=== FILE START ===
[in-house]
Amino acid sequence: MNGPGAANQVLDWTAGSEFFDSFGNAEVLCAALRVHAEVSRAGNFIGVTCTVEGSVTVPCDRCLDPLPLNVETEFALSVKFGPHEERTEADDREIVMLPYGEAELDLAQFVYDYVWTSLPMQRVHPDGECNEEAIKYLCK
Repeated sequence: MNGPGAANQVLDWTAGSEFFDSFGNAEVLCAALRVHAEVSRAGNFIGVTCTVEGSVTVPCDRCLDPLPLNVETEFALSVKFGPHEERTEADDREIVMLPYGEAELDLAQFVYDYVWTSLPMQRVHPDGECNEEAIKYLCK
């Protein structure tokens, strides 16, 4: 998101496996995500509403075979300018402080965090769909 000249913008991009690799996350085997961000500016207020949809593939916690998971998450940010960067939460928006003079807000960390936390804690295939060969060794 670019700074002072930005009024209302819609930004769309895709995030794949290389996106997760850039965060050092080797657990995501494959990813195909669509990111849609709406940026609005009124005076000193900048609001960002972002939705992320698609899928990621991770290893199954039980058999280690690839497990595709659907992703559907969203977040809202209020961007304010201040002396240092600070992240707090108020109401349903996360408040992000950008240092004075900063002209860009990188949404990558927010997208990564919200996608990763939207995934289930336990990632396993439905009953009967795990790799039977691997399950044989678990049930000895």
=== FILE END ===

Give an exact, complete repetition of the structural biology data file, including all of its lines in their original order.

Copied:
[in-house]
Amino acid sequence: MNGPGAANQVLDWTAGSEFFDSFGNAEVLCAALRVHAEVSRAGNFIGVTCTVEGSVTVPCDRCLDPLPLNVETEFALSVKFGPHEERTEADDREIVMLPYGEAELDLAQFVYDYVWTSLPMQRVHPDGECNEEAIKYLCK
Repeated sequence: MNGPGAANQVLDWTAGSEFFDSFGNAEVLCAALRVHAEVSRAGNFIGVTCTVEGSVTVPCDRCLDPLPLNVETEFALSVKFGPHEERTEADDREIVMLPYGEAELDLAQFVYDYVWTSLPMQRVHPDGECNEEAIKYLCK
């Protein structure tokens, strides 16, 4: 998101496996995500509403075979300018402080965090769909 000249913008991009690799996350085997961000500016207020949809593939916690998971998450940010960067939460928006003079807000960390936390804690295939060969060794 670019700074002072930005009024209302819609930004769309895709995030794949290389996106997760850039965060050092080797657990995501494959990813195909669509990111849609709406940026609005009124005076000193900048609001960002972002939705992320698609899928990621991770290893199954039980058999280690690839497990595709659907992703559907969203977040809202209020961007304010201040002396240092600070992240707090108020109401349903996360408040992000950008240092004075900063002209860009990188949404990558927010997208990564919200996608990763939207995934289930336990990632396993439905009953009967795990790799039977691997399950044989678990049930000895």